Last month, two black men went to a Starbucks in Philadelphia to wait for a third person for a business meeting. The men did not buy anything and were denied use of the restroom. An employee called police two minutes after they arrived, and moments later the men were arrested.
This incident took less than 10 minutes, but it prompted protests, boycotts, and accusations of racism. Now, Starbucks has changed its policy.
On Saturday, Starbucks informed employees of the official policy in a letter stating that the company aims to create, “a culture of warmth and belonging where everyone is welcome.” Creating such an environment involves opening restrooms to nonpaying guests.
“Any customer is welcome to use Starbucks spaces, including our restrooms, cafes, and patios, regardless of whether they make a purchase,” the policy reads.
Previously, Starbucks employees had been free to choose whether or not nonpaying guests can remain in the building. However, the company said the new policy would apply to more than 8,000 company-operated US cafes.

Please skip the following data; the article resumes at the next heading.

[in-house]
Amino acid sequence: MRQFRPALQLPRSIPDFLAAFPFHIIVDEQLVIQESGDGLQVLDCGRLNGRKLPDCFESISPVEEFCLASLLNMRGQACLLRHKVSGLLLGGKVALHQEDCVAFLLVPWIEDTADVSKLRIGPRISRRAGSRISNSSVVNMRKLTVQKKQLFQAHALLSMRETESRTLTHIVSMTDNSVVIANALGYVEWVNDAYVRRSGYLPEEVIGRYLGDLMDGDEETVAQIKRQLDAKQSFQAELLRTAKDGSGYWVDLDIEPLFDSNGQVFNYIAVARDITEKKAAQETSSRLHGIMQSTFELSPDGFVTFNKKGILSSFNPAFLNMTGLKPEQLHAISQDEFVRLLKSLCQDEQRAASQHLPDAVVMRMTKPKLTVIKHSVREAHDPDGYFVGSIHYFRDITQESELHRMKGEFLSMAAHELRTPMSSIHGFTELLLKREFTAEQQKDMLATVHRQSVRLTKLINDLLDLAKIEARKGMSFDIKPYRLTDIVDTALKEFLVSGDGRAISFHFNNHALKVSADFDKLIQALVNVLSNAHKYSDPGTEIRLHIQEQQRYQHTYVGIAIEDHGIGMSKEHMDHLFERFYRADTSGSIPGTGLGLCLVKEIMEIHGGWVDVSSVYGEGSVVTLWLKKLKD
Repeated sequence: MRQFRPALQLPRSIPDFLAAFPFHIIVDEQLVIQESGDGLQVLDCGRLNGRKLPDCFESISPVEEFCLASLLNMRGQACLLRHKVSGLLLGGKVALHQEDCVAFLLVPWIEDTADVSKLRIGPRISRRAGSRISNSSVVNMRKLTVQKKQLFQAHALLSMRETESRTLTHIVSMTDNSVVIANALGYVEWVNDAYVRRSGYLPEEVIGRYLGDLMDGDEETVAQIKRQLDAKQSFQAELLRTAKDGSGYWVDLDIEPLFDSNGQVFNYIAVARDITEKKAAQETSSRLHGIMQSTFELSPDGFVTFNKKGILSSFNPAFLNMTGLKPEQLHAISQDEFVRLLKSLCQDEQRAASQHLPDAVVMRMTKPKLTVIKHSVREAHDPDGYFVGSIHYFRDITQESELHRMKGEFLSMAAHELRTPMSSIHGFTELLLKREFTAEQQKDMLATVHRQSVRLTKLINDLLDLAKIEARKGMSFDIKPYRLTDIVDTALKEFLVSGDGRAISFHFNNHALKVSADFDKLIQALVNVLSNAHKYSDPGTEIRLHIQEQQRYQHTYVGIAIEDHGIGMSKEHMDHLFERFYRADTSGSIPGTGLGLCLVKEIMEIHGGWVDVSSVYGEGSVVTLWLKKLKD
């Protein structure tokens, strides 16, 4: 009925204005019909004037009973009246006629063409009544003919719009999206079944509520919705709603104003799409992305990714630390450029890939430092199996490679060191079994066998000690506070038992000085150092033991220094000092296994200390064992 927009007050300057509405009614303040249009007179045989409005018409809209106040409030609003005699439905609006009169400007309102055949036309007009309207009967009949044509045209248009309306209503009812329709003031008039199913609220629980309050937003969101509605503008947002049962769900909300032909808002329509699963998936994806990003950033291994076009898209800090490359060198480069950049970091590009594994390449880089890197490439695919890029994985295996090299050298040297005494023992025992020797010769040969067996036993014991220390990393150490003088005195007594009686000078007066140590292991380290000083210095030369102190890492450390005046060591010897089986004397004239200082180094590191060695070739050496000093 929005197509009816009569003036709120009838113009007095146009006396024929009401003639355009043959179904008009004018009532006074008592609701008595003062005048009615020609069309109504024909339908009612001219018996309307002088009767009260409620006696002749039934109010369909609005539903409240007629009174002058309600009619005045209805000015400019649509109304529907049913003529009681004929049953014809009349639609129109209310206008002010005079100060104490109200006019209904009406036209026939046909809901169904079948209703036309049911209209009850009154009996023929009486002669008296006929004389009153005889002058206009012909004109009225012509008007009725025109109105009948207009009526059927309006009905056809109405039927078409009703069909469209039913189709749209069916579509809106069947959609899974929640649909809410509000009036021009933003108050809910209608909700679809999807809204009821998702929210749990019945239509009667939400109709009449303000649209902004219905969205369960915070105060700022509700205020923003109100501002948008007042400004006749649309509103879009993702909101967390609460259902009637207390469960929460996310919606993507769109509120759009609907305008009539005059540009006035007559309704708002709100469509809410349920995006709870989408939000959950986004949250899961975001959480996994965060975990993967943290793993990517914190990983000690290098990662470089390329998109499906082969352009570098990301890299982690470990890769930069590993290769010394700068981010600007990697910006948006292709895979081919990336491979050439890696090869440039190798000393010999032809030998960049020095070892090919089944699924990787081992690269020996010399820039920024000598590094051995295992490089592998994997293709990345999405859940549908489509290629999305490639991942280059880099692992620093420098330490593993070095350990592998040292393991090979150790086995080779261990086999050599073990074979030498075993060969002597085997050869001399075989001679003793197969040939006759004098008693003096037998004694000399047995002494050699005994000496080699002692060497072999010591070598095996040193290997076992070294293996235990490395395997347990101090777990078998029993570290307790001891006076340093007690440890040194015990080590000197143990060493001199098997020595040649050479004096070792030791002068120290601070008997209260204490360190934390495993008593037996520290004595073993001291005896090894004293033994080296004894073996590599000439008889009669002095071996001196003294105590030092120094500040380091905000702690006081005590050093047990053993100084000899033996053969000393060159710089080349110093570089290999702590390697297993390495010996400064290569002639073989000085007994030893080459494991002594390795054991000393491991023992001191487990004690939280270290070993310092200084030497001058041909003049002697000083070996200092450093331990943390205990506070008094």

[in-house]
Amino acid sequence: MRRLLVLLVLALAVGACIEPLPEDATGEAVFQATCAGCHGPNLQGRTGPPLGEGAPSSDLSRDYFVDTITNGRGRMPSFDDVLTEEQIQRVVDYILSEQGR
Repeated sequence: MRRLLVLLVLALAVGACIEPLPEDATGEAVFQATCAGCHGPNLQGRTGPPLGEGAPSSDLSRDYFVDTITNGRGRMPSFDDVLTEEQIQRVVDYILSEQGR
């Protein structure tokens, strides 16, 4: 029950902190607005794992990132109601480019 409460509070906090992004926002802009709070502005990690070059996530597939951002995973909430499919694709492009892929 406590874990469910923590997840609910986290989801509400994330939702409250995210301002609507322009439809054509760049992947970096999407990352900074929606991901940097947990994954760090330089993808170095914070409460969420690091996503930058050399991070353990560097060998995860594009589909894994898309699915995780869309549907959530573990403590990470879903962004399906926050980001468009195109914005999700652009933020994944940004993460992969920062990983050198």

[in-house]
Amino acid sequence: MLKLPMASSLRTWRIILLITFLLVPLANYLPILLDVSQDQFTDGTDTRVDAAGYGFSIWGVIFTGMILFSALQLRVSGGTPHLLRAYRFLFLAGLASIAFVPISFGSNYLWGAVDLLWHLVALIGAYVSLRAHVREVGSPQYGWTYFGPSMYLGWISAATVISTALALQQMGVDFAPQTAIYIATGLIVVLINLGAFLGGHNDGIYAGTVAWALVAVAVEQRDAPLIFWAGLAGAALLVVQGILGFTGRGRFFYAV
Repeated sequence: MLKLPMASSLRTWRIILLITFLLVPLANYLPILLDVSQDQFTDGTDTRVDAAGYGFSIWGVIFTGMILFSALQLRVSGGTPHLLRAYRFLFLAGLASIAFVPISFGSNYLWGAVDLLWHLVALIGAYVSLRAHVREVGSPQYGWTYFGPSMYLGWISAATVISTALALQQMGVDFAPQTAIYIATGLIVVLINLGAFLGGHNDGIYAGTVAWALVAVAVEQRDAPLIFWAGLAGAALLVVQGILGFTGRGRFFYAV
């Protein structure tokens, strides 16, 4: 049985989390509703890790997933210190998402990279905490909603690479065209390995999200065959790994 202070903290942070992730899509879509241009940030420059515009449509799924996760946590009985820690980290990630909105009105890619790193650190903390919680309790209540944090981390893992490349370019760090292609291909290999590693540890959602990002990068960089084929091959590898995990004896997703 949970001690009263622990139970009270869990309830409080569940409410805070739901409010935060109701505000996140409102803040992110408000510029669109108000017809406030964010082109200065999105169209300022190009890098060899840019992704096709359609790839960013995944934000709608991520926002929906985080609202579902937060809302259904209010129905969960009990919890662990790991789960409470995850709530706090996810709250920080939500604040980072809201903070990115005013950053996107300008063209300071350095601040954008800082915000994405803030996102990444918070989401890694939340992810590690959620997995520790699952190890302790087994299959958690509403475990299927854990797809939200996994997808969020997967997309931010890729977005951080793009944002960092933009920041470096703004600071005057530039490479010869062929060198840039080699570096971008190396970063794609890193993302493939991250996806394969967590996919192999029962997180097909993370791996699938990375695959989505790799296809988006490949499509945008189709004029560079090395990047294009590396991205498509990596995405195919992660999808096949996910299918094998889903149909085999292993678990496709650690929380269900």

While the policy may appear to give nonpaying customers freedom to do as they please, the policy lays out expectations for its customers as well:
When using a Starbucks space, we respectfully request that customers behave in a manner that maintains a warm and welcoming environment by:
Using spaces as intended
Being considerate of others
Communicating with respect
Starbucks employees are still encouraged to call the police if a situation “presents an immediate danger to partner or customer safety.”
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